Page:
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She stalked her daughter’s killers across Mexico, one by one
December 13, 2020
Armed with a handgun, a fake ID card and disguises, Miriam Rodríguez was a one-woman detective squad, defying a system where criminal impunity often prevails.
Miriam Rodríguez clutched a pistol in her purse as sheran past the morning crowds on the bridge to Texas. She stopped every few minutes to catch her breath and study the photo of her next target: the florist.
She had been hunting him for a year, stalking him online, interrogating the criminals he worked with, even befriending unwitting relatives for tips on his whereabouts. Now she finally had one — a widow called to tell her that he was peddling flowers on the border.
Ever since 2014, she had been tracking the people responsible for the kidnapping and murder of her 20-year-old daughter, Karen. Half of them were already in prison, not because authorities had cracked the case, but because she had pursued them on her own, with a meticulous abandon.
She cut her hair, dyed it and disguised herself as a pollster, a health worker and an election official to get their names and addresses. She invented excuses to meet their families, unsuspecting grandmothers and cousins who gave her details, however small. She wrote everything down and stuffed it into her black computer bag, building her investigation and tracking them down, one by one.
She knew their habits, friends, hometowns, childhoods. She knew the florist had sold flowers on the street before joining the Zeta cartel and getting involved in her daughter’s kidnapping. Now he was on the run and back to what he knew, selling roses to make ends meet.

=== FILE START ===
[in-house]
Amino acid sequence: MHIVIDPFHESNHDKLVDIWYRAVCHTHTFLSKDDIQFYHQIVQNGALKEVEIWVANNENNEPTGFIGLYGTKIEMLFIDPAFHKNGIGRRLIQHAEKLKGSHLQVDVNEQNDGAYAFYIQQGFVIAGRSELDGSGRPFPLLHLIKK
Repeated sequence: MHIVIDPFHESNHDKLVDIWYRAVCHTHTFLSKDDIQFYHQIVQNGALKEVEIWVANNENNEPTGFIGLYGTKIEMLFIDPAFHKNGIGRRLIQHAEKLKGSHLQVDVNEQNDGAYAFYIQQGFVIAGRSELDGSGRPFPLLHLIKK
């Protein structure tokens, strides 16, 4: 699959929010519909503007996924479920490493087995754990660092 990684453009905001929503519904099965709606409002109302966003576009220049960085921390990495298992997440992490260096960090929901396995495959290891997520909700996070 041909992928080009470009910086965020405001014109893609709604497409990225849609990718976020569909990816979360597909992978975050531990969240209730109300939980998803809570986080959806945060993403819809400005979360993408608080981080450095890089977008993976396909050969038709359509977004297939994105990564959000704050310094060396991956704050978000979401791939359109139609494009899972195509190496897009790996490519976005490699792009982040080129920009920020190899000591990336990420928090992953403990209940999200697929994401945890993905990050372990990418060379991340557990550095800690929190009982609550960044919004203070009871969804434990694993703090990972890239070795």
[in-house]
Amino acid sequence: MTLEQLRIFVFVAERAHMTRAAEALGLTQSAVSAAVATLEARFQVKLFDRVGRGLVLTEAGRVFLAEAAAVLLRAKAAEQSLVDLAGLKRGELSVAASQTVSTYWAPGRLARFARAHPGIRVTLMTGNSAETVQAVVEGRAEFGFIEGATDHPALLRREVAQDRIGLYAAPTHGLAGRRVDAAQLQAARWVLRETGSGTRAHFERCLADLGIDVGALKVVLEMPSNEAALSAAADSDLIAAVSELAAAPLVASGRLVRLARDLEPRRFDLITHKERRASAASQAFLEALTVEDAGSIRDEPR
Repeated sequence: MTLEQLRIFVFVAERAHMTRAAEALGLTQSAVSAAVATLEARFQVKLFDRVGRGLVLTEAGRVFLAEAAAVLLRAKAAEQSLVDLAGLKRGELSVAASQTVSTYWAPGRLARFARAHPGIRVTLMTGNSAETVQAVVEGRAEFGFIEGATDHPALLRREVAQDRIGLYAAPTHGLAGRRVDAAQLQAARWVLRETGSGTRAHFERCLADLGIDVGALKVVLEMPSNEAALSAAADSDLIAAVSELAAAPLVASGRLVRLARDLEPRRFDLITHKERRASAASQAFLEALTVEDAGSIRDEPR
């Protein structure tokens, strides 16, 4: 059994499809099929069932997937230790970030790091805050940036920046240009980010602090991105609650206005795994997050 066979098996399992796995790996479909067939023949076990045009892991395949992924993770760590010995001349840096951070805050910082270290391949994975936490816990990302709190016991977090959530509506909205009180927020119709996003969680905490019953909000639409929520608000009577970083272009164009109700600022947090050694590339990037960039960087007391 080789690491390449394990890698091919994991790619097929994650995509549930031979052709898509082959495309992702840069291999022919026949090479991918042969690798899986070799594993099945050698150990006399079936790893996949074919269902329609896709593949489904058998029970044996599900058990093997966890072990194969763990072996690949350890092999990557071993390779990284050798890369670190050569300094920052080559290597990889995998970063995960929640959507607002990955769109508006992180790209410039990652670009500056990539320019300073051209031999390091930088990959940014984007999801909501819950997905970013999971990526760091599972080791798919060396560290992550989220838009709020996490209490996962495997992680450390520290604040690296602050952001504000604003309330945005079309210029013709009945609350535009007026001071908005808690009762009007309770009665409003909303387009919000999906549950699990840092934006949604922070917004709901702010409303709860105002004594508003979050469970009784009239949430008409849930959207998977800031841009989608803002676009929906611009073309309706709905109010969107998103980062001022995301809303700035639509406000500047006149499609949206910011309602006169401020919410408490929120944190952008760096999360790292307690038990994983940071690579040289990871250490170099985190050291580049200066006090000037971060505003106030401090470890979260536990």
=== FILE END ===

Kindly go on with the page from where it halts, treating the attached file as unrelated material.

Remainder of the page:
Without showering, she threw a trench coat over her pajamas, a baseball cap over her fire engine-red hair and a gun in her purse, heading for the border to find the florist. On the bridge, she scoured the vendors for flower carts, but that day he was selling sunglasses instead. When she finally found him, she got too excited, and too close. He recognised her and ran.
He sprinted along the narrow pedestrian pass, hoping to get away. Rodríguez, 56 at the time, grabbed him by the shirt and wrestled him to the rails. She jammed her handgun into his back.
“If you move, I’ll shoot you,” she told him, according to family members involved in her scramble to capture the florist that day. She held him there for nearly an hour, awaiting police to make the arrest.
In three years, Rodríguez captured nearly every living member of the crew that had abducted her daughter for ransom, a rogues’ gallery of criminals who tried to start new lives — as a born-again Christian, a taxi driver, a car salesman, a babysitter.